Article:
The story of Rick Blaine, a cynical world-weary ex-patriate who runs a nightclub in Casablanca, Morocco during the early stages of WWII. Despite the pressure he constantly receives from the local authorities, Rick's cafe has become a kind of haven for refugees seeking to obtain illicit letters that will help them escape to America. But when Ilsa, a former lover of Rick's, and her husband, show up to his cafe one day, Rick faces a tough challenge which will bring up unforeseen complications, heartbreak and ultimately an excruciating decision to make.Written by
As of December 31, 2016, the only surviving person from the cast and crew is Robert Aisner, who is credited as miscellaneous crew and worked as the technical advisor. He was born March 23, 1908, making 108 years old at the time of this writing. See more »
After Rick signs the payment authorization ticket he has a cigarette in his right hand and picks up one of the chess pieces with that hand. In the next shot his right hand is holding onto an empty cocktail glass causing it to move. See more »
With the coming of the Second World War, many eyes in imprisoned Europe turned hopefully, or desperately, toward the freedom of the Americas. Lisbon became the great embarkation point. But, not everybody could get to Lisbon directly, and so a tortuous, roundabout refugee trail sprang up - Paris to Marseilles... across the Mediterranean to Oran... then by train, or auto, or foot across the rim of Africa, to Casablanca in French Morocco. Here, the fortunate ones through money, or ...
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In the Italian version, the sequence where the Italian Officer Tonnelli meets Strasser is cut. See more »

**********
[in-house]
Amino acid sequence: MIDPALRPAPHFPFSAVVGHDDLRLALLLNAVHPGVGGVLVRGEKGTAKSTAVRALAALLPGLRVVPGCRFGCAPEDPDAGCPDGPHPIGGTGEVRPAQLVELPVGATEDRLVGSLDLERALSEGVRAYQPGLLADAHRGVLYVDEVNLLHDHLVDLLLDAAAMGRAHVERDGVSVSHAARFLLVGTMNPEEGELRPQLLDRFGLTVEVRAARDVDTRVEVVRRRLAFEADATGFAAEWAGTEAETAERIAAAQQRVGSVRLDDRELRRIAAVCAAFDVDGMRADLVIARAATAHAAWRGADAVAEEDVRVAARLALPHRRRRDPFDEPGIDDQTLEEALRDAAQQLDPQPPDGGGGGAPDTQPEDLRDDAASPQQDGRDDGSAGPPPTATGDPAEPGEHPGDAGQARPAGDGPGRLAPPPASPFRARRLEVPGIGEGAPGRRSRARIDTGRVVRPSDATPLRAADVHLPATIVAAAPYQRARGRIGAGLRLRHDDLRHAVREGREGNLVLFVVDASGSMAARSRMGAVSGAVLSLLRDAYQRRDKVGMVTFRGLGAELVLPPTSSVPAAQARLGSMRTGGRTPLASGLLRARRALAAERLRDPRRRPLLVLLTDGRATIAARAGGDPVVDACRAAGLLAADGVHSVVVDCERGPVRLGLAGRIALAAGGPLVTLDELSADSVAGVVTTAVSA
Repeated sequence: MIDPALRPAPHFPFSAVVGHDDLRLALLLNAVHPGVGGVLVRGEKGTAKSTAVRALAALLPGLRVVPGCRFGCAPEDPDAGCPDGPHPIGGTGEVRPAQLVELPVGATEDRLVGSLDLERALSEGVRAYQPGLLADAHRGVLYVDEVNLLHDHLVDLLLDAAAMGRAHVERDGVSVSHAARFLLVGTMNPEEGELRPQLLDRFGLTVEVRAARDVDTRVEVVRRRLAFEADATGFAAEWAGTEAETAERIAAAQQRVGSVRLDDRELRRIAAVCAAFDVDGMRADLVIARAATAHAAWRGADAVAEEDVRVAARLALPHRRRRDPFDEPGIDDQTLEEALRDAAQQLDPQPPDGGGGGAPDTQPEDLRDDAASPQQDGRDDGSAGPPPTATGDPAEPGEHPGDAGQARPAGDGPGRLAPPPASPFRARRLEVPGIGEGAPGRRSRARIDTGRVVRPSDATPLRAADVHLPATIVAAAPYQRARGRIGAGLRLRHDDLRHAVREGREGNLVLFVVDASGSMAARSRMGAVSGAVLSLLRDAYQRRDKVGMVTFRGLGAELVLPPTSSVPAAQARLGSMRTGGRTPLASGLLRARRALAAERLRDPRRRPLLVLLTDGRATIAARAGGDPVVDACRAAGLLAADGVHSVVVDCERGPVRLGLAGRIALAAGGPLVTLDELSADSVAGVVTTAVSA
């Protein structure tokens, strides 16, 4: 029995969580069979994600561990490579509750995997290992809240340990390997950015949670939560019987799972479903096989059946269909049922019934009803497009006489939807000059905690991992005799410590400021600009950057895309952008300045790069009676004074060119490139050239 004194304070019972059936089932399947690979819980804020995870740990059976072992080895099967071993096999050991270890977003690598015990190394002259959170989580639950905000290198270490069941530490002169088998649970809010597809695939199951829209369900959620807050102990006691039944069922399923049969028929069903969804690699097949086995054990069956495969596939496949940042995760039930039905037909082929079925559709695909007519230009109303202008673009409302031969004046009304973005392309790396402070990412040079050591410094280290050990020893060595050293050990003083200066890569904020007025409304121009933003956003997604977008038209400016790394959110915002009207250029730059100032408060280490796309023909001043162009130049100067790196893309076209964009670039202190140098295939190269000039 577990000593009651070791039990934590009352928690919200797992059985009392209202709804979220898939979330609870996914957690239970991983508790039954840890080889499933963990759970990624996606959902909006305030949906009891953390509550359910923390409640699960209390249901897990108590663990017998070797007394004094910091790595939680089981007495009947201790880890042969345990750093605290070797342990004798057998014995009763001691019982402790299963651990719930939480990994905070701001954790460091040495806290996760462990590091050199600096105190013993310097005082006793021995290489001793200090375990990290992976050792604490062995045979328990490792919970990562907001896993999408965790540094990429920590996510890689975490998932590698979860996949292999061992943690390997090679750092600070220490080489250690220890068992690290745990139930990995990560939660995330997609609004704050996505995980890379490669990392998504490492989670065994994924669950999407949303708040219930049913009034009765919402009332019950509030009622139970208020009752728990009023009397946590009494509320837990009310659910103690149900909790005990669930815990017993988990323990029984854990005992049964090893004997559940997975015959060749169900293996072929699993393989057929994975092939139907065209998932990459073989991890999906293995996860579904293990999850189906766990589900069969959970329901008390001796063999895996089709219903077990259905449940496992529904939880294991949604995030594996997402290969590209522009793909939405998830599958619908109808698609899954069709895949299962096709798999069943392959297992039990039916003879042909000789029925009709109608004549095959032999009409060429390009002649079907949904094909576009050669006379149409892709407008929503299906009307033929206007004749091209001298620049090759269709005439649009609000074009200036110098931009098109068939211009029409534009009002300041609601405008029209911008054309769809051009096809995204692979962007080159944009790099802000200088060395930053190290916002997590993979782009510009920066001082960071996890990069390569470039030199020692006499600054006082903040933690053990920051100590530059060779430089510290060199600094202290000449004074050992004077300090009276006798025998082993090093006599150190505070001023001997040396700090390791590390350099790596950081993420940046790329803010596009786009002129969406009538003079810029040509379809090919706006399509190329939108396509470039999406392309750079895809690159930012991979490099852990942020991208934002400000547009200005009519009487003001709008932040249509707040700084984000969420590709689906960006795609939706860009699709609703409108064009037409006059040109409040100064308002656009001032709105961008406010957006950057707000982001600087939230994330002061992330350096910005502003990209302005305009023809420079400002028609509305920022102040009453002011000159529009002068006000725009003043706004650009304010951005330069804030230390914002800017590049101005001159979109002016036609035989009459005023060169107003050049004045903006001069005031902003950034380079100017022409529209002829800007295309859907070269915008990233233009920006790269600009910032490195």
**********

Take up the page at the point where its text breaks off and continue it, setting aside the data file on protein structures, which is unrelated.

In December 1941, American expatriate Rick Blaine owns an upscale nightclub and gambling den in Casablanca. "Rick's Café Américain" attracts a varied clientele, including Vichy French and German officials, refugees desperate to reach the still-neutral United States, and those who prey on them. Although Rick professes to be neutral in all matters, he ran guns to Ethiopia during its war with Italy and fought on the Loyalist side in the Spanish Civil War.
Petty crook Ugarte boasts to Rick of "letters of transit" obtained by murdering two German couriers. The papers allow the bearers to travel freely around German-controlled Europe and to neutral Portugal, and are priceless to the refugees stranded in Casablanca. Ugarte plans to sell them at the club, and asks Rick to hold them. Before he can meet his contact, Ugarte is arrested by the local police under the command of Captain Louis Renault, the unabashedly corrupt Vichy prefect of police. Ugarte dies in custody without revealing that he entrusted the letters to Rick.
Now let's clear up some rumors. Muh has been written about "Casablanca" but a few rumors often get repeated. One of them is Ingrid Bergman saying "The screenplay was not completed when they started shooting". That is not true. Warner Brothers never put a film into production unless they had a complete screenplay. Now they kept a few things secret from Ingrid Bergman. She did not have a complete screenplay. The director and Warners thought they would get a better performance out of her if she did not know a few things. However it was not uncommon for "things to change" while a film was in production. "Casablanca was no exception!
Another rumor was that Ronald Reagan was cast to play Ric! He was only "thought of" but for only a few seconds. Almost everyone in Hollywood was until Bogart was cast!
Rumor #3 The film was an out of control production! This is not true! This was shot in 18 days.
Another things people don't quit notice is how fast people talk in this film! The film runs 102 minutes. The screenplay is 125+ minutes. The average screenplay is one minute of screen time per written page! If this film was made by today's standards it would run almost 45 minutes longer.
Now if you never seen the film you are lucky. The film is exciting as it is romantic. Not one minute of screen time is squandered. Today's filmmakers would not know how to make a film like this unless "Batman" plays Ric!
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